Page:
The Triune God is a Being in dialogue. This has to be so if it is true that God is Love, because it is part of the essence of love that it can give and receive. So the life within the Blessed Trinity has to be understood as a constant exchange and circulation of love between three Partners: the Father, the Son and the Holy Spirit.
It follows from this that God’s actions are borne by love. The motivation of love underlies creation, the “world’s fundamental law”, which we looked at in the previous chapter.
The nature of God and the nature of love consequently mean that all action motivated by love is designed for partnership. God created the world, and above all the beings endowed with an intellect, in order to find partners in love. So the world’s fundamental law is at the same time also the law of a covenant of love.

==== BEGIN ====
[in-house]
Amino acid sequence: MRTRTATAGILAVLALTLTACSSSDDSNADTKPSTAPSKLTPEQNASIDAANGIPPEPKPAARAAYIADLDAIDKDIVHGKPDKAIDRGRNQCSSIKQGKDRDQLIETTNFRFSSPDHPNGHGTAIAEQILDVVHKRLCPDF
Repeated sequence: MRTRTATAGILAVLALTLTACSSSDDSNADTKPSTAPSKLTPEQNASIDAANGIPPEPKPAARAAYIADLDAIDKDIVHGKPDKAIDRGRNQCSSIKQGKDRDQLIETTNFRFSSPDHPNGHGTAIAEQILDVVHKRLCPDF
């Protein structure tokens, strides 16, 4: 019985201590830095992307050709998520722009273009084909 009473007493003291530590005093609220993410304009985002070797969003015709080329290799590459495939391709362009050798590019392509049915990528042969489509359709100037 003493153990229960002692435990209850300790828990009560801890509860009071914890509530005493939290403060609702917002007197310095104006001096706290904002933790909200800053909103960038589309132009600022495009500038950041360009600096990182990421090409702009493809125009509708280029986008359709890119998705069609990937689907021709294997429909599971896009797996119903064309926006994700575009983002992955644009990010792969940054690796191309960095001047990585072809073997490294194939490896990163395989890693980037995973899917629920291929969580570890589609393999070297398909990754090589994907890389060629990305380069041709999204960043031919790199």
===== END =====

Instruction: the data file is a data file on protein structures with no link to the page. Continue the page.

God has revealed this in unmistakable terms in salvation history. He entered into – and wants to enter into – a covenant with people, which he intends should increasingly become a covenant of love, a marriage covenant. So the Old and New Testaments are a revelation of the “Old Covenant” and the “New Covenant”.
The actual covenant of love of 18 October 1914 is a practical realisation of this covenant with God.
In Fr Kentenich’s letter to Monsignor Josef Schmitz (known as the “Josef’s Letter”) there is a central text on the covenant of love, which describes the covenant structure of salvation history. It is richly underpinned with quotations from the Sacred Scriptures, and the theme is carried through until our covenant of love.